Made @ The Tech

Spring 2015

Building it bigger, better
Impact of Tech Challenge deepens with program expansions, new partners

Participants in this year’s Tech Challenge, presented by Cisco, are hard at work tackling a very relevant California issue: “Building Excitement: Seismic Engineering in Action!”

The 2015 challenge asks students in grades 4-12 to design and build an earthquake-safe structure. Working in teams, these kids are rolling up their sleeves to practice 21st century skills: problem-solving, teamwork, creative thinking, leadership, risk-taking, perseverance, and learning from failure.

Nearly three decades after the original, small Tech Challenge in 1988, the year-round program reaches more than 2,500 students and culminates in April with a thrilling two-day affair that celebrates the innovation and teamwork of all participants. Open, accessible, and affordable, The Tech Challenge serves a diverse group of future innovators: 42 percent are girls and almost 40 percent are low-income.

In addition to expanding to include fourth-graders, other exciting innovations this year have strengthened the program and deepened its ties to the community.

New journaling workshops are helping student groups refine their documentation skills, and team workshops have been revamped to better prepare students for their Tech Challenge journeys.

The Tech Challenge and Educational Programs teams collaborated to build a hands-on museum experience related to the 2015 challenge, giving visitors young and old a chance to test their seismic-engineering skills.

Also new this year: Participants can tell their stories in the first-ever Tech Challenge video contest, sponsored by ARM. The winning videos will be a fun addition to our event in April!

A workshop pilot with the San Jose Public Library was launched this summer, inviting kids and their families to build foot-tall earthquake-safe structures. The Tech Challenge has also worked with San Jose Public Library and RAFT (Resource Area for Teachers) to create seismic-engineering kits and provide basic engineering-design training to librarians from San Jose and Sunnyvale Public Libraries. Proof that this partnership is beneficial to all, San Jose Public Library has even developed its own Tech Challenge–related programming around the kits.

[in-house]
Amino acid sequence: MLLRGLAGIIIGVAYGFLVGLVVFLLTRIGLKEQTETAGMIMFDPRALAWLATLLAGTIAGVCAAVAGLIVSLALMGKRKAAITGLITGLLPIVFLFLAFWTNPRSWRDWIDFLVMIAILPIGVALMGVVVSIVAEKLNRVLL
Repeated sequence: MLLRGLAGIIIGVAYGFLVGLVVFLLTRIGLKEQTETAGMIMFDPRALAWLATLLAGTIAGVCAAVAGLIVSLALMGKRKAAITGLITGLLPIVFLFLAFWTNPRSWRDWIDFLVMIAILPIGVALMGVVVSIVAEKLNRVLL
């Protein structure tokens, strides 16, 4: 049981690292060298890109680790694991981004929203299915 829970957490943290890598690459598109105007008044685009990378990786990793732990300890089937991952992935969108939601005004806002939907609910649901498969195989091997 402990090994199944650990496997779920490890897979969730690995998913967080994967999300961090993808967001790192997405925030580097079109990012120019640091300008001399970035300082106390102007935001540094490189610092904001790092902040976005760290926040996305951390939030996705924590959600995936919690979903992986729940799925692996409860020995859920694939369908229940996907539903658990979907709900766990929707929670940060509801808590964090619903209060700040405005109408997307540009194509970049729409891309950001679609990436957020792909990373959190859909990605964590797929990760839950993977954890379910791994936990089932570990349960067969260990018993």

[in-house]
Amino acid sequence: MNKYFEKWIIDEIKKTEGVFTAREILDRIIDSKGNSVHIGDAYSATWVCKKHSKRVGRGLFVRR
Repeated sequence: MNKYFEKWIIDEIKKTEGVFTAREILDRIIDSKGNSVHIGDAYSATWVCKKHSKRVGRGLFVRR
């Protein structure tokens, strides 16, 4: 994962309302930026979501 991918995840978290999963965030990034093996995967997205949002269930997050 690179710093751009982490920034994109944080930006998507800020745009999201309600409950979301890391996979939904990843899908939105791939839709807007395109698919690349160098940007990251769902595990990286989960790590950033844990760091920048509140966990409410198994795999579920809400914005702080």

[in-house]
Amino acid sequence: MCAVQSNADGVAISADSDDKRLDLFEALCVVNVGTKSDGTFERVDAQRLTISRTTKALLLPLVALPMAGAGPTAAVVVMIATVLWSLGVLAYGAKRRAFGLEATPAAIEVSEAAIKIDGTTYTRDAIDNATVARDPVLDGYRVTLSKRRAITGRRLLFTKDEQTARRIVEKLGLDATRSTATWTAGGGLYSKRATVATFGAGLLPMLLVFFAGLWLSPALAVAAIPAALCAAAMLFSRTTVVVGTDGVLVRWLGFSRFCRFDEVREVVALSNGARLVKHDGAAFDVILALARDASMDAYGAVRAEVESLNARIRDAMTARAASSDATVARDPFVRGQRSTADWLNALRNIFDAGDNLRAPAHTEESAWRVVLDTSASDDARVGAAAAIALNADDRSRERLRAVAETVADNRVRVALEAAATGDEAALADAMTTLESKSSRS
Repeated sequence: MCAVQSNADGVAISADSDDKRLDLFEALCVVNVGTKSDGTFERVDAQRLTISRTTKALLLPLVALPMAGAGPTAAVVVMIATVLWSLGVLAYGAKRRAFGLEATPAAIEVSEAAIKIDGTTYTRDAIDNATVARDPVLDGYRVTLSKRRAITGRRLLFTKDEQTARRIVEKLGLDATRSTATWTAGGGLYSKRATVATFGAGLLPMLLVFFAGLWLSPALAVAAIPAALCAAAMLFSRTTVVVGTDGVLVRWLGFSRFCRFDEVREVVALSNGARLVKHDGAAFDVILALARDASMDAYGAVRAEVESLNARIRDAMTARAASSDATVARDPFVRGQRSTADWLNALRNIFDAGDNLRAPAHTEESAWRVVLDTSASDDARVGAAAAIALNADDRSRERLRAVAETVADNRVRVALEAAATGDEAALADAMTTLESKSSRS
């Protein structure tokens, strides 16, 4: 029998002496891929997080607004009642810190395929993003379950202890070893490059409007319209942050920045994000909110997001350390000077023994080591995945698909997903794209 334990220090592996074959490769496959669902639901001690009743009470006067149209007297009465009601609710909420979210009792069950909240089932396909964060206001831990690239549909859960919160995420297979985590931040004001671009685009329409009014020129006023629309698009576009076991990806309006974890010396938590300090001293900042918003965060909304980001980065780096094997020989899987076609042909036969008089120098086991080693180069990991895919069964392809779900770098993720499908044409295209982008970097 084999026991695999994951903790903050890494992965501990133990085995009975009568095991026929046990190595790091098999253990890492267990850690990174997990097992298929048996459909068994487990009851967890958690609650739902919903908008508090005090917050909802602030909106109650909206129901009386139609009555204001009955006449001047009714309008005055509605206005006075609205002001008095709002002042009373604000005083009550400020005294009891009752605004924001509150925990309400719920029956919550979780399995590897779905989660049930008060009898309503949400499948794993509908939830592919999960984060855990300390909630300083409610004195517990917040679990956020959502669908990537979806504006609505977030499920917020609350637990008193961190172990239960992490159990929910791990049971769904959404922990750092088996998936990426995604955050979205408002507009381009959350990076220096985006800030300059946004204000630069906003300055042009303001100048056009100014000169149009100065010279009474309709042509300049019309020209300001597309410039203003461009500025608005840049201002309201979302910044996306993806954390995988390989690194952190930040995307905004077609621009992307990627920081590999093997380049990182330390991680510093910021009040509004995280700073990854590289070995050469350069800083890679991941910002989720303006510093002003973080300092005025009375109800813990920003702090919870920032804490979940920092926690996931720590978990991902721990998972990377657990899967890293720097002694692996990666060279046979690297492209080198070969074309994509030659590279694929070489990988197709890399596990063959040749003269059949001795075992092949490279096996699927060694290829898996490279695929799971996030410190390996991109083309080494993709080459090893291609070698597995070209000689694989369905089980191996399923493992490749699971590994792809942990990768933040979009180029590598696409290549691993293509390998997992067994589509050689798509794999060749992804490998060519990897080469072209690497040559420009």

As we look to the future of this long-standing program, we are heartened by the recognition we’ve received for our past work. In June 2014, The Tech became one of just seven organizations to win a prestigious Bright Lights Award, given by the Noyce Foundation to U.S. science centers, children’s museums, and natural history museums that have done an outstanding job engaging with their communities, particularly in the areas of science, technology, engineering and math. Wrote the Noyce Foundation about The Tech Challenge: “The program’s success in engaging low-income kids and girls has been remarkable.”

Want to get involved in The Tech Challenge? There are many opportunities, but one of the most fun is to volunteer at the final event on Saturday, April 25, and Sunday, April 26. Sign up online at or email Talance Orme at Hope to see you there!